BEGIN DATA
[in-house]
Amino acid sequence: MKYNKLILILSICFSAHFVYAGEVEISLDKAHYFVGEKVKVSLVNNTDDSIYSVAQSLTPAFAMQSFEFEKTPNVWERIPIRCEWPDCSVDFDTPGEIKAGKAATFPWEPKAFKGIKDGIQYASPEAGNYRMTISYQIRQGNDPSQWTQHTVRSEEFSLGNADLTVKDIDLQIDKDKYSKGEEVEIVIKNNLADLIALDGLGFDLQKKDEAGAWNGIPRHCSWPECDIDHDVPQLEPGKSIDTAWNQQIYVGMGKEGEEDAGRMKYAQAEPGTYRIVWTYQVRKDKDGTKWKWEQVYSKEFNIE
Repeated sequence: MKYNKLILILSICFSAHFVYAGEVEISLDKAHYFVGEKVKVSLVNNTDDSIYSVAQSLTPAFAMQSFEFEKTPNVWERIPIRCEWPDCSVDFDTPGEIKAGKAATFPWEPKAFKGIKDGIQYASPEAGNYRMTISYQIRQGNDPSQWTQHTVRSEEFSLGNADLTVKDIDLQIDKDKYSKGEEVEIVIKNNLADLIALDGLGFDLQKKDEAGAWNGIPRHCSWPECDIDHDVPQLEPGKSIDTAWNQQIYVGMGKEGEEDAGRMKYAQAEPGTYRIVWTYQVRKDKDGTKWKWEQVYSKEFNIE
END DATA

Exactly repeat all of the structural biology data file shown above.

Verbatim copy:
[in-house]
Amino acid sequence: MKYNKLILILSICFSAHFVYAGEVEISLDKAHYFVGEKVKVSLVNNTDDSIYSVAQSLTPAFAMQSFEFEKTPNVWERIPIRCEWPDCSVDFDTPGEIKAGKAATFPWEPKAFKGIKDGIQYASPEAGNYRMTISYQIRQGNDPSQWTQHTVRSEEFSLGNADLTVKDIDLQIDKDKYSKGEEVEIVIKNNLADLIALDGLGFDLQKKDEAGAWNGIPRHCSWPECDIDHDVPQLEPGKSIDTAWNQQIYVGMGKEGEEDAGRMKYAQAEPGTYRIVWTYQVRKDKDGTKWKWEQVYSKEFNIE
Repeated sequence: MKYNKLILILSICFSAHFVYAGEVEISLDKAHYFVGEKVKVSLVNNTDDSIYSVAQSLTPAFAMQSFEFEKTPNVWERIPIRCEWPDCSVDFDTPGEIKAGKAATFPWEPKAFKGIKDGIQYASPEAGNYRMTISYQIRQGNDPSQWTQHTVRSEEFSLGNADLTVKDIDLQIDKDKYSKGEEVEIVIKNNLADLIALDGLGFDLQKKDEAGAWNGIPRHCSWPECDIDHDVPQLEPGKSIDTAWNQQIYVGMGKEGEEDAGRMKYAQAEPGTYRIVWTYQVRKDKDGTKWKWEQVYSKEFNIE